Schrems has stated his organisation filed complaints about Facebook during the first few hours of GDPR coming into action, however, the subsequent investigations have not been concluded. This is a fair complaint, these investigations do take time, but then again there has to be a limit. The Information Commissioners Office (ICO) in the UK has delivered dozens of rulings in this period while the Irish DPC celebrated completing the first of six steps last week.

Facebook is a very complicated business with operations spanning across almost every European nation, and while the Irish DPC has been designated lead regulatory authority for several high-profile names, it is not proving itself worthy of this responsibility yet.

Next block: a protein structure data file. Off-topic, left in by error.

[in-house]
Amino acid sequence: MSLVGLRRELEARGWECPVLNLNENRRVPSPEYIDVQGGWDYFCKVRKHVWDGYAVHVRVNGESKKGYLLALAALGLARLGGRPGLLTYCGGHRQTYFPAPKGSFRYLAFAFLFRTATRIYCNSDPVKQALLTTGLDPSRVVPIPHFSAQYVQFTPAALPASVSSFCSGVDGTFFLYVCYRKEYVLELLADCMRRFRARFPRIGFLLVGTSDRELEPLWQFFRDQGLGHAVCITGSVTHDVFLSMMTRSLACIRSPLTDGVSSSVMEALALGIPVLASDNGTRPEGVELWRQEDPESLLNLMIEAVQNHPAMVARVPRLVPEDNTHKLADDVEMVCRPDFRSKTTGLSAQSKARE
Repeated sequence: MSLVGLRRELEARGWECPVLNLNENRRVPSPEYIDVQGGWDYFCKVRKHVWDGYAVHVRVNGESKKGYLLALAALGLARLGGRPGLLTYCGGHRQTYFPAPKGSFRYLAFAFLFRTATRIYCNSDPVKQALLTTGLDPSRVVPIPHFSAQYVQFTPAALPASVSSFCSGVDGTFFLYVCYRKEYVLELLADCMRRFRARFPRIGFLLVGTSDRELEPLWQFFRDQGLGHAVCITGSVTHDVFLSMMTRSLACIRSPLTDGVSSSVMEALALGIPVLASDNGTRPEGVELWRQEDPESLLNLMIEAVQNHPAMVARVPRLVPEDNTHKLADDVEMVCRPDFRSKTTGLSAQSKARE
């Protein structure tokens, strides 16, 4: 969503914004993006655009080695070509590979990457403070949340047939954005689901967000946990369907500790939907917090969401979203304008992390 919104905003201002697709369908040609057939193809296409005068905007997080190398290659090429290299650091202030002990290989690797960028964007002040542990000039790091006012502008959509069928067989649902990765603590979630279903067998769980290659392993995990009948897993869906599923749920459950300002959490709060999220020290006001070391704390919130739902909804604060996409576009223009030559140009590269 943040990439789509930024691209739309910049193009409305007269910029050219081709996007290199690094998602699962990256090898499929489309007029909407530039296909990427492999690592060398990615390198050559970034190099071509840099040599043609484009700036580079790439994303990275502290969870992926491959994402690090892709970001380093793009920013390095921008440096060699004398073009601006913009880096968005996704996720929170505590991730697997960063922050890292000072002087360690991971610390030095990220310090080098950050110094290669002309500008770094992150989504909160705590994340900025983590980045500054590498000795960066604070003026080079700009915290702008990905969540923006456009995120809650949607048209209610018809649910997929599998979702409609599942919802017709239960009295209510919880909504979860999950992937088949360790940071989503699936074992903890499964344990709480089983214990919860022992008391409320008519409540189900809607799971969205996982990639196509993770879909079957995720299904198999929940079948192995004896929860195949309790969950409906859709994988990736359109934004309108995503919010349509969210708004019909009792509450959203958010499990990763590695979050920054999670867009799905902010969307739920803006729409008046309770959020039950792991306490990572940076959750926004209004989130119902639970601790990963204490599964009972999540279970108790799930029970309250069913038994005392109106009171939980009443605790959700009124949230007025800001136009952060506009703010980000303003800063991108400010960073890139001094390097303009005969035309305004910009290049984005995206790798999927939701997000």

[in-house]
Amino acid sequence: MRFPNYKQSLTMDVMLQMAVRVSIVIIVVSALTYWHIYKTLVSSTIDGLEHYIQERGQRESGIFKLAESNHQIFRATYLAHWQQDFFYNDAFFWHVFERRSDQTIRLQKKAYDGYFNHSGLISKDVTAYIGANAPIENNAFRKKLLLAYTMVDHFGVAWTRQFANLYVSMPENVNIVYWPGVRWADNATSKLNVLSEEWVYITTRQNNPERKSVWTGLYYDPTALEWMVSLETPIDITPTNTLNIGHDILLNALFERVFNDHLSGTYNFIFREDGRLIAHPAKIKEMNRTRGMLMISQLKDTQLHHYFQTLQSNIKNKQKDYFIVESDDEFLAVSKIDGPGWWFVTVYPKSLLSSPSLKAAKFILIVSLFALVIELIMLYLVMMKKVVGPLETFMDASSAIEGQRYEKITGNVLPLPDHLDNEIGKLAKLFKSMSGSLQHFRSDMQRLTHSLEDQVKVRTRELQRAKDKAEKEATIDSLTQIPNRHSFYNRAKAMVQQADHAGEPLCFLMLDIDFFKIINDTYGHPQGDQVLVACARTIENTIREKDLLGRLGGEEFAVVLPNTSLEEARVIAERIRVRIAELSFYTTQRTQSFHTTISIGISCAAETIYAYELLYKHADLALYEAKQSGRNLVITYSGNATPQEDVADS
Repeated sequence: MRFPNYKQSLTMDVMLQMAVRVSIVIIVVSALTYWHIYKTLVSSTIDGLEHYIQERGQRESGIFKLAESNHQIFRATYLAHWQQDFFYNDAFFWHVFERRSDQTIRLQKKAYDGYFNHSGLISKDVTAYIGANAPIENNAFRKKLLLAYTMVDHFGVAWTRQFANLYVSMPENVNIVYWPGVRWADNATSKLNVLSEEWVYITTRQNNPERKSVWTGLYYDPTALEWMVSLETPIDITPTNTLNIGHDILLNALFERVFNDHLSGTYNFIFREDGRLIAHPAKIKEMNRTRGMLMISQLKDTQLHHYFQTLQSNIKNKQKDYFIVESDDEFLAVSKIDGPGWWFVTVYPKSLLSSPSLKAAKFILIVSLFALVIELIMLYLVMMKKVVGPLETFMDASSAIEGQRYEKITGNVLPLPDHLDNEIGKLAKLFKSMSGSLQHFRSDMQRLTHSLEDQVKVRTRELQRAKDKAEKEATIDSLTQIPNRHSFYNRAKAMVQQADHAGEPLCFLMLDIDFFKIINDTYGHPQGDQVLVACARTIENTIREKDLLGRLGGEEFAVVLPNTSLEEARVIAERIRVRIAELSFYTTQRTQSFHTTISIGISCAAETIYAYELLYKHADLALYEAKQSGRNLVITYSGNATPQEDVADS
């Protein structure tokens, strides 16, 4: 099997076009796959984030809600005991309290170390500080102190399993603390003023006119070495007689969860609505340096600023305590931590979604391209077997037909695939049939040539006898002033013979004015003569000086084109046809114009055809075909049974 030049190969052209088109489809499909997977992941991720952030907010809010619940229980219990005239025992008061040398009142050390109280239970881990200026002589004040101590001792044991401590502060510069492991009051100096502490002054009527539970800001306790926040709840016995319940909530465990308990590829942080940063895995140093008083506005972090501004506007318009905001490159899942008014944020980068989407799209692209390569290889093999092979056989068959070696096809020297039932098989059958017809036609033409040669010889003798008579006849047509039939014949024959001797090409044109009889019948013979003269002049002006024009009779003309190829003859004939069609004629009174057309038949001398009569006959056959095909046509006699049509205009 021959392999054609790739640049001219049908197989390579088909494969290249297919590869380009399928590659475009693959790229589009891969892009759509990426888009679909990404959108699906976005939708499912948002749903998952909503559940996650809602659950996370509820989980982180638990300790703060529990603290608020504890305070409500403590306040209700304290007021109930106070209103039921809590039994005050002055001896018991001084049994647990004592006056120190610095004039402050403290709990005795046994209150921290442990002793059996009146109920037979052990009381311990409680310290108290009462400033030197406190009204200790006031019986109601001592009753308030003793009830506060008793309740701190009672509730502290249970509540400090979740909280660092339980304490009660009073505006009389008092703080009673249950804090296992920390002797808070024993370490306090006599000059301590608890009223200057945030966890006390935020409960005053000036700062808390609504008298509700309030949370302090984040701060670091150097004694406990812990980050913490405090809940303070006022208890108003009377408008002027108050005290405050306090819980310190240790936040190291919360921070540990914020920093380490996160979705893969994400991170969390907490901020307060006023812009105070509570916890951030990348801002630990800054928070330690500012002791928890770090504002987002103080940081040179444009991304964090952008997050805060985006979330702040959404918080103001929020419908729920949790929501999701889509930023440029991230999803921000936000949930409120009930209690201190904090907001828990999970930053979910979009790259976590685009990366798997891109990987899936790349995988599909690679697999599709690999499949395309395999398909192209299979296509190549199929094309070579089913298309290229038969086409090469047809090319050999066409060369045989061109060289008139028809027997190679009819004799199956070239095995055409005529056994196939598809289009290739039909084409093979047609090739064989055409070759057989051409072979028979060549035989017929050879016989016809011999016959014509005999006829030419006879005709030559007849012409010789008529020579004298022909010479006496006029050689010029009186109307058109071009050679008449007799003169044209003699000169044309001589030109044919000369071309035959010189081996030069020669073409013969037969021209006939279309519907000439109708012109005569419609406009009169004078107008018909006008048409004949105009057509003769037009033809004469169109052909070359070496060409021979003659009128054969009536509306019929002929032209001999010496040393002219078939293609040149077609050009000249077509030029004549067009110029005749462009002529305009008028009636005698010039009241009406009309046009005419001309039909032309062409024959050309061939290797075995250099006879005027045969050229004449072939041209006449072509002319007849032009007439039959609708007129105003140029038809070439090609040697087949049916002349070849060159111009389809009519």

Again, you have to take Schrems claims with a pinch of salt, but Silicon Valley is escaping without punishment. We find it impossible to believe all of its residents are acting perfectly within the rules. It would be more credible to blame overly complex bureaucratic processes, a lack of funding, steep workloads and people just not taking privacy as serious as they should; Silicon Valley’s residents at the top of the list.

A look back at the biggest stories this week

Whether it’s important, depressing or just entertaining, the telecoms industry is always one which attracts attention.

Here are the stories we think are worth a second look at this week:


Facebook reignites the fires of its Workplace unit

Facebook has announced its challenge to the video-conferencing segment and a reignition of its venture into the world of collaboration and productivity.

Full story here


Trump needs fodder for the campaign trail, maybe Huawei fits the bill

A thriving economy and low levels of unemployment might have been the focal point of President Donald Trump’s re-election campaign, pre-pandemic, but fighting the ‘red under the bed’ might have to do now.